Canadian judge who told rape victim to 'keep her knees together' is up for removal

Gavel on a table

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He also suggested to the victim that 'pain and sex sometimes go together.'

Canadian Federal Court Justice Robin Camp’s comments during a 2014 rape trial have earned him condemnation from other officials—and many who have read the court transcripts. Camp acquitted the accused, and during the trial, he suggested to the victim that “pain and sex sometimes go together,” and asked why she could not “keep her knees together.” He also suggested she could have stopped the rape, which occurred on a bathroom sink, by “sinking her bottom into the basin.”

Now, a judicial committee is calling for his removal.

Camp faced an inquiry before the Canadian Judicial Council, and in a 116-page report, determined that though he has made efforts to educate himself after the trial, “education—including social context education—cannot adequately repair the damage caused to public confidence through his conduct of the Wagar Trial.” They unanimously recommended he be removed.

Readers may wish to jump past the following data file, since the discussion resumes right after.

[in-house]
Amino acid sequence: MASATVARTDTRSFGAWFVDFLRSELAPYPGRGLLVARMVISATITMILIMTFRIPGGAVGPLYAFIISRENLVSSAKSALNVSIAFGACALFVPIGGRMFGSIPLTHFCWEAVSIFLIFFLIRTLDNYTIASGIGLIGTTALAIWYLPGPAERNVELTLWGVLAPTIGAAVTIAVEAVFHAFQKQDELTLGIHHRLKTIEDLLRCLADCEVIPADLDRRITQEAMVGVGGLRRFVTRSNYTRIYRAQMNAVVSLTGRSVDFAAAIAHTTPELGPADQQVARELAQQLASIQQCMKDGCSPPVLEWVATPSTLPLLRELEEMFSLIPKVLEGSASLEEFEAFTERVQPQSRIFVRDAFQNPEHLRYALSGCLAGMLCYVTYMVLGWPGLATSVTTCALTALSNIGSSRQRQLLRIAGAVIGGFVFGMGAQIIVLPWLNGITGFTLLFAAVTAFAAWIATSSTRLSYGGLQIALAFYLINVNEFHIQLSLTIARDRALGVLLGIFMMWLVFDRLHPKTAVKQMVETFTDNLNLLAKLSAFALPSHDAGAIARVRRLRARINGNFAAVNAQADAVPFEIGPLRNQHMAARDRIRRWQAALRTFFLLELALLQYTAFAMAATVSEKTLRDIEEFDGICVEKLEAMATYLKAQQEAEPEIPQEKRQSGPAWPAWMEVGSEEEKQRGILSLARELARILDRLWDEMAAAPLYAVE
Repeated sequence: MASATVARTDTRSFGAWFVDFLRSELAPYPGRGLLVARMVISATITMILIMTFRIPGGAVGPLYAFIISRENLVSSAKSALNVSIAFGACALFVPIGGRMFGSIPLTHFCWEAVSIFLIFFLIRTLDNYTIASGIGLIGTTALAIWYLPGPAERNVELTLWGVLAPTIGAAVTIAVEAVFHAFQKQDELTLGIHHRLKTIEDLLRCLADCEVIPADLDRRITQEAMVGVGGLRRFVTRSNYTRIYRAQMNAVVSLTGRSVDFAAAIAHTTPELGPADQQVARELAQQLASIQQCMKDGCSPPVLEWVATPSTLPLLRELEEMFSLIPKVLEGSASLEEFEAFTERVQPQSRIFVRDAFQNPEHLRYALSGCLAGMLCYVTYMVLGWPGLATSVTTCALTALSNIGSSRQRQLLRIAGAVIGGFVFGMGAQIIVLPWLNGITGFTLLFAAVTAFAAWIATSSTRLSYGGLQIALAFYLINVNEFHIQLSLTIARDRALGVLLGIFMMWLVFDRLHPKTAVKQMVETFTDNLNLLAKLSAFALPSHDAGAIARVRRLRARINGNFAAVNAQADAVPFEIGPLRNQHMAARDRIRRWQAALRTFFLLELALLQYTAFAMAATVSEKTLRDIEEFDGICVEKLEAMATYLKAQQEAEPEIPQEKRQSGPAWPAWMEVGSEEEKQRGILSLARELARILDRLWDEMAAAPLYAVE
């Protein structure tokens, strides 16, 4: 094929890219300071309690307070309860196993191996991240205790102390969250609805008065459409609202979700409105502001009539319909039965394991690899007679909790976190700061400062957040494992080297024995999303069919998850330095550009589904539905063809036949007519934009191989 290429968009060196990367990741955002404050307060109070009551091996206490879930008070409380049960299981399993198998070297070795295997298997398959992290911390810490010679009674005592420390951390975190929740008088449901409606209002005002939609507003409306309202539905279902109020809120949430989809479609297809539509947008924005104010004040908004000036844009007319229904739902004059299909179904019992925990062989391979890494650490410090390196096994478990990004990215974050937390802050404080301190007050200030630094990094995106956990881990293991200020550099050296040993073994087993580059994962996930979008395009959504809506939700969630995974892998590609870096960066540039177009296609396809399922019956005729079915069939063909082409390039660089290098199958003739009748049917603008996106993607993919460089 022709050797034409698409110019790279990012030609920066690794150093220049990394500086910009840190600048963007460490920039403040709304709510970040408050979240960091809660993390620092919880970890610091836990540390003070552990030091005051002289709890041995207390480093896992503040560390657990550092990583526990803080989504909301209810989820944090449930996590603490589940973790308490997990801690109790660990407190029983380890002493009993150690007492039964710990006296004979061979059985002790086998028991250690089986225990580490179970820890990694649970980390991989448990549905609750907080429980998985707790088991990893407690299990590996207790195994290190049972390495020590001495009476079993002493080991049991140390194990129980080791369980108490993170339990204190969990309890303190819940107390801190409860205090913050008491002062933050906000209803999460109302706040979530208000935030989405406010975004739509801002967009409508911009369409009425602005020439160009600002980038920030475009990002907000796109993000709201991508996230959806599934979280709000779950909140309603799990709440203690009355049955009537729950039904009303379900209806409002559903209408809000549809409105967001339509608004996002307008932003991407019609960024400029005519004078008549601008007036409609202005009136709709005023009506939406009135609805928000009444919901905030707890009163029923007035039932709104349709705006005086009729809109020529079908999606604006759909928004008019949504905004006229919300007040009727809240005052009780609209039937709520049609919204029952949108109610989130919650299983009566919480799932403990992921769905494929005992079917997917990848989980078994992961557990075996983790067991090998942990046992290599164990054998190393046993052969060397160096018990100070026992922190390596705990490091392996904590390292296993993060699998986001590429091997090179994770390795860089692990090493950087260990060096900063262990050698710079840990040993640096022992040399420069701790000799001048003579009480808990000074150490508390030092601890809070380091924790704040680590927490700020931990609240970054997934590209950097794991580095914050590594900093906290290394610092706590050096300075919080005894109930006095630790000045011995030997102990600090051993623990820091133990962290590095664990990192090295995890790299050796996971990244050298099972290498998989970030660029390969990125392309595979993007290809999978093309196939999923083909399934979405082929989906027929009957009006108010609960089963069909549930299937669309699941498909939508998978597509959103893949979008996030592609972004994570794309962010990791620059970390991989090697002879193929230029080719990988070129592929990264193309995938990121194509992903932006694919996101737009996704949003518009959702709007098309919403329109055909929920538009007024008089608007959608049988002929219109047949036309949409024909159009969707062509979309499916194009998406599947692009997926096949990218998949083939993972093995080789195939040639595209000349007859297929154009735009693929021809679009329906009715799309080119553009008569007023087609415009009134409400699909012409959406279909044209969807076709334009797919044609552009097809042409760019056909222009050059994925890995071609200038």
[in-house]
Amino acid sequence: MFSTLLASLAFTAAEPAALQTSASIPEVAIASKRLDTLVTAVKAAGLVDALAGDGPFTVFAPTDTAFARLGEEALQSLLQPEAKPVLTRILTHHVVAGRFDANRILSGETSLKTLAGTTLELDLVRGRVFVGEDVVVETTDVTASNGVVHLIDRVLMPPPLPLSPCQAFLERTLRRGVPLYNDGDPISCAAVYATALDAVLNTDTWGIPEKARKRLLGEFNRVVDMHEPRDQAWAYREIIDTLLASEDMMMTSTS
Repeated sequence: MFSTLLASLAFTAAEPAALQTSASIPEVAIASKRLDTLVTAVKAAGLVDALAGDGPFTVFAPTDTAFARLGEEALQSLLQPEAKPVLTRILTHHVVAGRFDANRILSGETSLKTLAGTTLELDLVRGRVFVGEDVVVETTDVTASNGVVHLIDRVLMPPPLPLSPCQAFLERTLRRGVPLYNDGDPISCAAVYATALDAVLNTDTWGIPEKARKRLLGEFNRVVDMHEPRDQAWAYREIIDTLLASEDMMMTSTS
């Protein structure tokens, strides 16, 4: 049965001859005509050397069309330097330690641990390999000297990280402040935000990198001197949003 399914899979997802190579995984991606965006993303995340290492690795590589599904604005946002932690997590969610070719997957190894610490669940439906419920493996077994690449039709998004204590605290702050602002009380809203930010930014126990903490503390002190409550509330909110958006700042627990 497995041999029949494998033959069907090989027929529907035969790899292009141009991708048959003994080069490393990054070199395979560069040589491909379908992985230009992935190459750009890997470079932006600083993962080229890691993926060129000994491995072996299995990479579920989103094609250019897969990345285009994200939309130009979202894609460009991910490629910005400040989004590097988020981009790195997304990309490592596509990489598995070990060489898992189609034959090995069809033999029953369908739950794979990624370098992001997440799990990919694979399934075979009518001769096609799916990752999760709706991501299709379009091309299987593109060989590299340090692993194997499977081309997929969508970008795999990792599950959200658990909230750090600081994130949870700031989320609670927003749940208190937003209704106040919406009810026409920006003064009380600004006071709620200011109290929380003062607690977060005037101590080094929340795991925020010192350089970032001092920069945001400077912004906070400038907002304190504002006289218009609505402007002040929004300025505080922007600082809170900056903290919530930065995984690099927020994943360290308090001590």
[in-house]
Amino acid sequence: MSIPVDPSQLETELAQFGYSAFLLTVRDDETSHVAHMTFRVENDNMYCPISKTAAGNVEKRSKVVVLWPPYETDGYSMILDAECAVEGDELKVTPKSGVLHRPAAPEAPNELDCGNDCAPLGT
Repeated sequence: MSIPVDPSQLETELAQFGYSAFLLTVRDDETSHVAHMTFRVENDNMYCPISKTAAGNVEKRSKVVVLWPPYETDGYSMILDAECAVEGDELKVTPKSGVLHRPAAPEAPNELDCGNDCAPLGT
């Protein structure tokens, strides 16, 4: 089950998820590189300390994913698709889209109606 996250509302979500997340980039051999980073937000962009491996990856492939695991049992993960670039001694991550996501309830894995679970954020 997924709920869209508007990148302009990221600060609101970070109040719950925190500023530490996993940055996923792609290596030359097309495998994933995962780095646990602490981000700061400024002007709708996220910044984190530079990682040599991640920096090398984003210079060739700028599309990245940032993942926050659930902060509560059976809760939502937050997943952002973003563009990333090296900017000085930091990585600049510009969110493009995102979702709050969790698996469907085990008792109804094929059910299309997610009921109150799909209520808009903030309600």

The report lists other things Camp said over the course of the trial, including “Young wom[e]n want to have sex, particularly if they’re drunk,” and “If she sees the door being locked, she’s not a complete idiot, she knows what’s coming next.”

The council also writes regarding the “knees together” comment that “his questions were framed in an almost rhetorical manner, suggesting that he was not seeking to obtain relevant evidence from the complainant but rather was trying to make a point—either that the complainant was to blame for the assault because of her lack of resistance or that her claim of nonconsensual sex was not plausible because of her lack of effective resistance.”

Trials are built to presume innocence, but many rape victims report not wanting to file reports against their attackers out of fear of being humiliated and disrespected in trial. According to RAINN, 13 percent of rape victims believe police would not do anything to help, and 20 percent fear retaliation. Also, the nature of sexual assault often means “evidence” comes more from testimony than anything tangible (especially considering the backlog of rape kits). Add judges like Camp, and it’s no wonder so many don’t come forward.

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